Thanksgiving is a popular American holiday that evolved over the centuries since the Mayflower Pilgrims held the so-called First Thanksgiving after their first harvest in the New World, following their 1620 arrival.
However, Native Americans and European cultures had been holding similar harvest celebrations for centuries before the Pilgrims' arrival in the New World.
In October 1621, the Pilgrims' Thanksgiving was a three-day event attended by 53 Pilgrims and 90 Wampanoag tribal members. However, it took until the 1830s for New Englanders to begin celebrating the holiday on an annual basis.
In 1863,, President Lincoln declared Thanksgiving a national holiday, as a special thank you for Union victories in Vicksburg, Mississippi, and Gettysburg, Pennsylvania, that year..
For Native Americans, Thanksgiving is remembered as a National Day of Mourning. For the past 47 years, the Wampanoag band has gathered gathered on Cole's Hill in Plymouth, Massachusetts, to commemorate their mourning day. The Pilgrims were welcomed and assisted in the planting of the "three sisters" crops of corn, beans and squash by Native Americans. In the coming centuries, the New World immigrants and their descendants would buy or take many tribes' lands, bring new illnesses that destroyed many tribal populations and defeating many tribes in warfare.
For many in America, Thanksgiving remains the first major event of the holiday season but it is also a dangerous one due to cooking accidents and traffic fatalities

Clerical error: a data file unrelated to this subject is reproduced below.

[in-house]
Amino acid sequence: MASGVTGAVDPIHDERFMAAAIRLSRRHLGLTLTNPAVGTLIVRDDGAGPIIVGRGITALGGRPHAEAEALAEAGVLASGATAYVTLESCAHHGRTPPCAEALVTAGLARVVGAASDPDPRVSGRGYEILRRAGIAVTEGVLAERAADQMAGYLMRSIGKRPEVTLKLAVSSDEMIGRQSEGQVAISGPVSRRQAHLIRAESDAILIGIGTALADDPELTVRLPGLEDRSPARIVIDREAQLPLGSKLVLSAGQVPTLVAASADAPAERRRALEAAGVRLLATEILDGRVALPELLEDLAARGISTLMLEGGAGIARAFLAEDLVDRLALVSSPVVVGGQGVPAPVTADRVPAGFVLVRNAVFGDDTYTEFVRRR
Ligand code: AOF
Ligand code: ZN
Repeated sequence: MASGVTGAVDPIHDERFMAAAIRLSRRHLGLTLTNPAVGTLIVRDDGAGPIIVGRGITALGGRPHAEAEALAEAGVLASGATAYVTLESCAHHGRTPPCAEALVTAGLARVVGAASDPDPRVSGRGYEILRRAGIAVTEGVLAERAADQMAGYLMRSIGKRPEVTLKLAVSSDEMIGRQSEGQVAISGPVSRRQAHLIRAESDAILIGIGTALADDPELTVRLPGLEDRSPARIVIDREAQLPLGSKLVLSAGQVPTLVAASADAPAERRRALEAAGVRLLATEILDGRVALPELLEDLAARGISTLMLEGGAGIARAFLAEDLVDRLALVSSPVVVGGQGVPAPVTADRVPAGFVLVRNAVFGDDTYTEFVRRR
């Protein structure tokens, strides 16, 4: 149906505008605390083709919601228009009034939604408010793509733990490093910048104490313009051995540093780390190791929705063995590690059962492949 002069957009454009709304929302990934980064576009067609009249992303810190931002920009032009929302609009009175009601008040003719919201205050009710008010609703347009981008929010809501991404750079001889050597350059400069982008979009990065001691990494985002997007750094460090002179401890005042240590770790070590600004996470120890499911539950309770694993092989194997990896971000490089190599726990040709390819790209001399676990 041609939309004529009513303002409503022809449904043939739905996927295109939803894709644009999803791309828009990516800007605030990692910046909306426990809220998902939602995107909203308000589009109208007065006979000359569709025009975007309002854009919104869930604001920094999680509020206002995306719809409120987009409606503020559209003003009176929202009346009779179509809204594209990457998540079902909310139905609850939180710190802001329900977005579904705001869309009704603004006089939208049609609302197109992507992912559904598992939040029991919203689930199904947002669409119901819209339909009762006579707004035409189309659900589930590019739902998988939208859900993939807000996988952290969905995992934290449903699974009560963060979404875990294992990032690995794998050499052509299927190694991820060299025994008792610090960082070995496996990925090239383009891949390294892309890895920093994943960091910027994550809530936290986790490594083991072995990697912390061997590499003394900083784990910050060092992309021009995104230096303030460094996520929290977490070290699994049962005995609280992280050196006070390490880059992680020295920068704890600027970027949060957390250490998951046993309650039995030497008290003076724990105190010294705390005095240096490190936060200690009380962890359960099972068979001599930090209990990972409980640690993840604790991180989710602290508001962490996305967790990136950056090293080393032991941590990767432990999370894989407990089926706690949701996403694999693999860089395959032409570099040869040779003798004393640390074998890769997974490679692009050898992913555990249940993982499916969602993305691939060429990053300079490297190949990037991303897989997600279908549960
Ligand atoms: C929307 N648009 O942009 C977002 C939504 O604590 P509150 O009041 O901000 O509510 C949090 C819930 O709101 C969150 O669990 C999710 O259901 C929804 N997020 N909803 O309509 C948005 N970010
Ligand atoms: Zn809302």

The turkey and portable deep fryers combine for a Thanksgiving dangers. Deep frying a turkey in several gallons of hot oil over 350 degrees which is as flammable as gasoline if the cooking oil vapors ignite. So a deep fryer should never be used in a houses or garage, or on or under a deck or inside any structure.
The Thanksgiving weekend is one of the busiest travel times of the year on the highways of America. Here are a few safety tips: Buckle up and make sure child restraints are secured tightly. Turn your headlights on all the time. Slow down and drive safe distances. Take into account driving conditions at all times.
The Thanksgiving holiday is also a time to count one's blessings and to give thanks for such blessings that we all enjoy.
There are many things to be thankful for.
American remains a country of wealth, prosperity and freedoms.
Many of us will spend time with family and friends celebrating the holiday.
The table spread in many households will feature a turkey or more as a primary dish. Hopefully, in west central Minnesota, it is most likely a Jennie-O Turkey Store product, raised, processed and distributed by the Willmar-based company.
The turkey industry remained stable this year with no significant outbreaks of the avian flu in Minnesota, which hit the state in 2015.
Also, this week is a time to be thankful for all in the agriculture industry, which provides plentiful produced in Minnesota and across the country. Our Thanksgiving dinner menu in 2017 will remain economical and plentiful for all consumers, to the degree that Pilgrims could not even imagine.
Finally, America is thankful for its people -from the Native Americans here first, to the Pilgrims and others of the 1600s to English, Scots, Welsh and others of the 1700s, to the many Europeans and Asians of the 1800s and many other immigrants and refugees of the 1900s and 2000s. They have all played a role in making America what it is today.
We all have plenty to be thankful for.
Thanksgiving remains a time for family, friends and food. The West Central Tribune wishes you and your family a Happy Thanksgiving.